Note: This op-ed was originally published in the SF Examiner. It was written by Charlotte Hill, Christopher Jerdonek and Viva Mogi, three members of the San Francisco Elections Commission.
With high voter interest in the June 5 mayoral election, we three San Francisco elections commissioners want to report on the election and San Francisco’s future plans. We hope this provides the public with additional transparency around our election process.
In 2002, a Charter amendment established the Elections Commission, empowering it to set general policies for the Department of Elections and supervise the Director. Our seven members are each appointed by different elected bodies: the Board of Education, Board of Supervisors, City Attorney, District Attorney, Mayor, Public Defender, and Treasurer.
First, despite initial reports in local media that voter turnout was low, the Department of Elections estimates that turnout will in fact be about 53 percent of registered voters — the second highest vote total in San Francisco mayoral election history, and one of the highest rates of participation. Turnout across California, meanwhile, is expected to be around 36 percent.
The mayor’s race undoubtedly drove this higher turnout. San Franciscans cast more ballots for mayor than for governor and U.S. Senator. As in previous elections, voters made ample use of the “ranking” feature of our ranked choice voting (RCV) system. Eighty-five percent of voters ranked at least two candidates, and nearly seven in 10 ranked their top three candidates. More than nine in 10 voters chose a candidate who made it to the final round of the election.
We know this because the Department of Elections makes the anonymous records of voters’ rankings available to the public, allowing researchers and observers to monitor and analyze our elections. Through this data, we know that both mayoral finalists, London Breed and Mark Leno, connected with a broad segment of San Francisco. Each was ranked first, second, or third by more than 60 percent of voters.
Voters made very few errors on their RCV ballots. Only 748 ballots (around 0.30 percent) of the more than 250,000 ballots cast had a disqualifying overvote. This is far smaller than in the non-RCV election for governor, where voters were six times more likely to cast an overvote. Similarly, nearly seven times more voters skipped the non-RCV U.S. Senate race than the mayoral race with RCV.
The current RCV system also facilitated higher voter participation than the previous December runoff system, which San Francisco used until 2004. Under that system, the first election occurred in November, followed by a second race in December if no candidate won an initial majority. Voter turnout often plummeted in the December runoff, on average by 31 percent. In the 2001 runoff for city attorney, less than 17 percent of registered voters participated. In the 1995 mayoral election, the number of voters declined by nearly 10 percentage points from November to December.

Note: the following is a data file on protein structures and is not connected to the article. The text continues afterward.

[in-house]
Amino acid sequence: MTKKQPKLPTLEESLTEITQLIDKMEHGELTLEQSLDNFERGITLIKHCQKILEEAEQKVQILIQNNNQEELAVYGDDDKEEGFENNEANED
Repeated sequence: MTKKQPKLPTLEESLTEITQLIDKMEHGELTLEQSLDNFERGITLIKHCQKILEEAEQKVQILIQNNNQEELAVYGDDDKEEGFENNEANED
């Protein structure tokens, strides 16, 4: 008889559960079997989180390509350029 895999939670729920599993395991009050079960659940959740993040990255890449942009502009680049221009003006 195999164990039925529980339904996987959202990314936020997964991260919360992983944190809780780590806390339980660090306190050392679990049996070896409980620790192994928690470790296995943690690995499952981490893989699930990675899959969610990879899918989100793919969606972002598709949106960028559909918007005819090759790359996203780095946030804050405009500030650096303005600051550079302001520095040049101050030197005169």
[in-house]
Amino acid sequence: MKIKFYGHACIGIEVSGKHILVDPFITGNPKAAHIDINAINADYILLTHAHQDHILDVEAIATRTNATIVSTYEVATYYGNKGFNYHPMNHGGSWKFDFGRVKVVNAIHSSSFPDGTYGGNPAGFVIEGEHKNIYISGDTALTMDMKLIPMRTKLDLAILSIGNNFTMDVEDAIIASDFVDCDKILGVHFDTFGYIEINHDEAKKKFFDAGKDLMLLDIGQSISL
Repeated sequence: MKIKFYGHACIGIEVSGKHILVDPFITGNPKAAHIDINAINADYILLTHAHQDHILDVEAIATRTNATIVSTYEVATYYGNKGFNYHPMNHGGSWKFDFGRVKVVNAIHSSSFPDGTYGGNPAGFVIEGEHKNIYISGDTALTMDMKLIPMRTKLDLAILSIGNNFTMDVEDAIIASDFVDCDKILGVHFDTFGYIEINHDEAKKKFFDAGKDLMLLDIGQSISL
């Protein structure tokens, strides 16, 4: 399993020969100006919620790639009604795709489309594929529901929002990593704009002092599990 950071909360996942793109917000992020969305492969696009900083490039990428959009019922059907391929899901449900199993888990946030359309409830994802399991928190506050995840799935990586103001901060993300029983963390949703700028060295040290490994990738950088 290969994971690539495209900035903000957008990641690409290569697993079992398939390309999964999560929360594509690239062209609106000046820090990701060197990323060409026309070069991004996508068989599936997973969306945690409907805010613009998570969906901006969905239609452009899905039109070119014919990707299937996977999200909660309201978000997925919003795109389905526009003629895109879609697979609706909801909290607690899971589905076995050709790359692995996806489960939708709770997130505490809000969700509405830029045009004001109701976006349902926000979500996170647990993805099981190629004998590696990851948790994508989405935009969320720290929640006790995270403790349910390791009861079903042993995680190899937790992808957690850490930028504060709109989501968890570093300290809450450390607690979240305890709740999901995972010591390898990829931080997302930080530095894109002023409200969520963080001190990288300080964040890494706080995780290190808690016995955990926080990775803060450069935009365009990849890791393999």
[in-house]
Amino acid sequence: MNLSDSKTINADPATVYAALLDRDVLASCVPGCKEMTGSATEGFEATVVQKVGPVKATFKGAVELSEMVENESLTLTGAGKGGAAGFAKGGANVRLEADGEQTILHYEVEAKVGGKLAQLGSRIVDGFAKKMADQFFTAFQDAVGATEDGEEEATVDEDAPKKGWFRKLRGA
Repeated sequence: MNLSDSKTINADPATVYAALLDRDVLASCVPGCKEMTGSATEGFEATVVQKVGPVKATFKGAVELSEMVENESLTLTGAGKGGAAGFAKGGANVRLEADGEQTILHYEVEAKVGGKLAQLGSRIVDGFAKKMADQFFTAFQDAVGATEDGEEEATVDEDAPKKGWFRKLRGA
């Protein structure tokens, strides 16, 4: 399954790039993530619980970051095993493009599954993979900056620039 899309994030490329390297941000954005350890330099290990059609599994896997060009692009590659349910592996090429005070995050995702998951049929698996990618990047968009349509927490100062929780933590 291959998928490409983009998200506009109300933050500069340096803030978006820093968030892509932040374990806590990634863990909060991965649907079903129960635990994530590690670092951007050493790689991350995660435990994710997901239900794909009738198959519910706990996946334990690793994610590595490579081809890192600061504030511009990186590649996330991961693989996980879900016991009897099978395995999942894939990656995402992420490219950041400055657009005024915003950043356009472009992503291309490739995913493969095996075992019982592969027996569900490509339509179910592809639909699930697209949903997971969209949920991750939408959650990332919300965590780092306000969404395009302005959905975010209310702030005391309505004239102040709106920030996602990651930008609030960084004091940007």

Some have asked why San Francisco does not use the “plurality” voting method, in which the highest vote-getter wins. Plurality voting is used to elect many governors, senators, and the president. But if plurality had been used in our mayoral election, the winner would have been elected with less than 37 percent of the vote, with more than 60 percent of voters casting a ballot for another candidate. The goal of any runoff system is to ensure that the winner has a majority (50 percent + 1) of the vote and is the candidate preferred by the most voters. San Francisco’s “instant runoff” elections fulfill both goals, but without the expense — both for taxpayers and candidates — of a separate runoff election. San Francisco saves approximately $3.5 million by not holding a second citywide election.
Our RCV system also has allowed voters to choose from a more diverse candidate pool. Of the 18 offices in San Francisco elected by RCV, 13 are held by office-holders of color, a significantly higher proportion than before RCV implementation. One study found that the other Bay Area cities using RCV — Oakland, Berkeley and San Leandro — have seen similar results. A few years ago, Oakland elected its first-ever Asian-American woman as mayor, and San Francisco just elected an African-American female mayor.
Some have expressed concern about the time it took to determine the mayoral winner. But this was due to the closeness of the race — a margin of 1 percent — and the large number of vote-by-mail and provisional ballots, which take longer to process than precinct-cast ballots. It was not due to the RCV system, as it takes only a minute to tally an RCV contest. Notably, San Francisco also had an RCV contest for District 8 supervisor, but the winner was clear on election night because the race was not especially close.
Next year, San Francisco will have new voting equipment with a simpler ballot design that allows voters to rank up to ten candidates. The City also is developing an open-source voting system to maximize security and transparency. We look forward to implementing these long-awaited upgrades and to ensuring that San Franciscans have fair, open, and democratic elections.